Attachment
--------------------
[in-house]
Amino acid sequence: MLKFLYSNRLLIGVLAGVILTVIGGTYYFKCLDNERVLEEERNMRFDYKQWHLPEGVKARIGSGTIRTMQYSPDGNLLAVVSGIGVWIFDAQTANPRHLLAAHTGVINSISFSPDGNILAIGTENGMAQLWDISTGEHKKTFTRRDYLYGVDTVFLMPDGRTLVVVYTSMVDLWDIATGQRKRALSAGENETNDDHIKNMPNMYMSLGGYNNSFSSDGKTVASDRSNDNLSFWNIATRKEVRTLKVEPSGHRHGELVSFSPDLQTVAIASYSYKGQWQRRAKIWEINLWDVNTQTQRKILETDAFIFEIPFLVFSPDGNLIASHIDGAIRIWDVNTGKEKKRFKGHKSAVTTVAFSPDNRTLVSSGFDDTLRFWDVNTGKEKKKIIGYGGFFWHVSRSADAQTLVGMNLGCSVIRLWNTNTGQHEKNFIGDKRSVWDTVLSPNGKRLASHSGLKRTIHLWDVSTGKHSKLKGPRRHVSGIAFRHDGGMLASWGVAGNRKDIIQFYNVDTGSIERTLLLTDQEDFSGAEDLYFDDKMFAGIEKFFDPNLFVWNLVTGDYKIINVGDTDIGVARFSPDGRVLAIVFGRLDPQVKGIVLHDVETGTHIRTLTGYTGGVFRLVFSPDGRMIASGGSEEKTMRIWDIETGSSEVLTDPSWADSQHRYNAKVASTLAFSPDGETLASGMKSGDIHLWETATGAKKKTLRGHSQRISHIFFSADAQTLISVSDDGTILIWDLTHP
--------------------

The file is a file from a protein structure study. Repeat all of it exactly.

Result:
[in-house]
Amino acid sequence: MLKFLYSNRLLIGVLAGVILTVIGGTYYFKCLDNERVLEEERNMRFDYKQWHLPEGVKARIGSGTIRTMQYSPDGNLLAVVSGIGVWIFDAQTANPRHLLAAHTGVINSISFSPDGNILAIGTENGMAQLWDISTGEHKKTFTRRDYLYGVDTVFLMPDGRTLVVVYTSMVDLWDIATGQRKRALSAGENETNDDHIKNMPNMYMSLGGYNNSFSSDGKTVASDRSNDNLSFWNIATRKEVRTLKVEPSGHRHGELVSFSPDLQTVAIASYSYKGQWQRRAKIWEINLWDVNTQTQRKILETDAFIFEIPFLVFSPDGNLIASHIDGAIRIWDVNTGKEKKRFKGHKSAVTTVAFSPDNRTLVSSGFDDTLRFWDVNTGKEKKKIIGYGGFFWHVSRSADAQTLVGMNLGCSVIRLWNTNTGQHEKNFIGDKRSVWDTVLSPNGKRLASHSGLKRTIHLWDVSTGKHSKLKGPRRHVSGIAFRHDGGMLASWGVAGNRKDIIQFYNVDTGSIERTLLLTDQEDFSGAEDLYFDDKMFAGIEKFFDPNLFVWNLVTGDYKIINVGDTDIGVARFSPDGRVLAIVFGRLDPQVKGIVLHDVETGTHIRTLTGYTGGVFRLVFSPDGRMIASGGSEEKTMRIWDIETGSSEVLTDPSWADSQHRYNAKVASTLAFSPDGETLASGMKSGDIHLWETATGAKKKTLRGHSQRISHIFFSADAQTLISVSDDGTILIWDLTHP